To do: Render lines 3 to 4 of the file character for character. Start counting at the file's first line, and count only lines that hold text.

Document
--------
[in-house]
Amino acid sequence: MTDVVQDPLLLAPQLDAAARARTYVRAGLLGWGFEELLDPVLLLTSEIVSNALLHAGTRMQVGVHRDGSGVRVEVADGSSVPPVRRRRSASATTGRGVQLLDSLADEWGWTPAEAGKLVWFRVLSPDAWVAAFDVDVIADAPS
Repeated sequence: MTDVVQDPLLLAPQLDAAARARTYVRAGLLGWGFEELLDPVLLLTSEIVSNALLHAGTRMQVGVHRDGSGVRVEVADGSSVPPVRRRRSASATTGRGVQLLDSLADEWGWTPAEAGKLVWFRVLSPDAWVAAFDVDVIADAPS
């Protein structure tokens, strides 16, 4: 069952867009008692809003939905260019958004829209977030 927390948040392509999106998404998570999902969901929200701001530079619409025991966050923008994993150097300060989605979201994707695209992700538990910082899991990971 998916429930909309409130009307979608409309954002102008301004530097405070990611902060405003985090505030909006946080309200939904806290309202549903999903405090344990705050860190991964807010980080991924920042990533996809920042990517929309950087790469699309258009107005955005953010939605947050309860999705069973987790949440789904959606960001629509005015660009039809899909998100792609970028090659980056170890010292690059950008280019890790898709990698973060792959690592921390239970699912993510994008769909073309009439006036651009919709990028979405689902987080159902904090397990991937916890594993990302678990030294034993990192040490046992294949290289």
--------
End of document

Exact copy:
Repeated sequence: MTDVVQDPLLLAPQLDAAARARTYVRAGLLGWGFEELLDPVLLLTSEIVSNALLHAGTRMQVGVHRDGSGVRVEVADGSSVPPVRRRRSASATTGRGVQLLDSLADEWGWTPAEAGKLVWFRVLSPDAWVAAFDVDVIADAPS
């Protein structure tokens, strides 16, 4: 069952867009008692809003939905260019958004829209977030 927390948040392509999106998404998570999902969901929200701001530079619409025991966050923008994993150097300060989605979201994707695209992700538990910082899991990971 998916429930909309409130009307979608409309954002102008301004530097405070990611902060405003985090505030909006946080309200939904806290309202549903999903405090344990705050860190991964807010980080991924920042990533996809920042990517929309950087790469699309258009107005955005953010939605947050309860999705069973987790949440789904959606960001629509005015660009039809899909998100792609970028090659980056170890010292690059950008280019890790898709990698973060792959690592921390239970699912993510994008769909073309009439006036651009919709990028979405689902987080159902904090397990991937916890594993990302678990030294034993990192040490046992294949290289």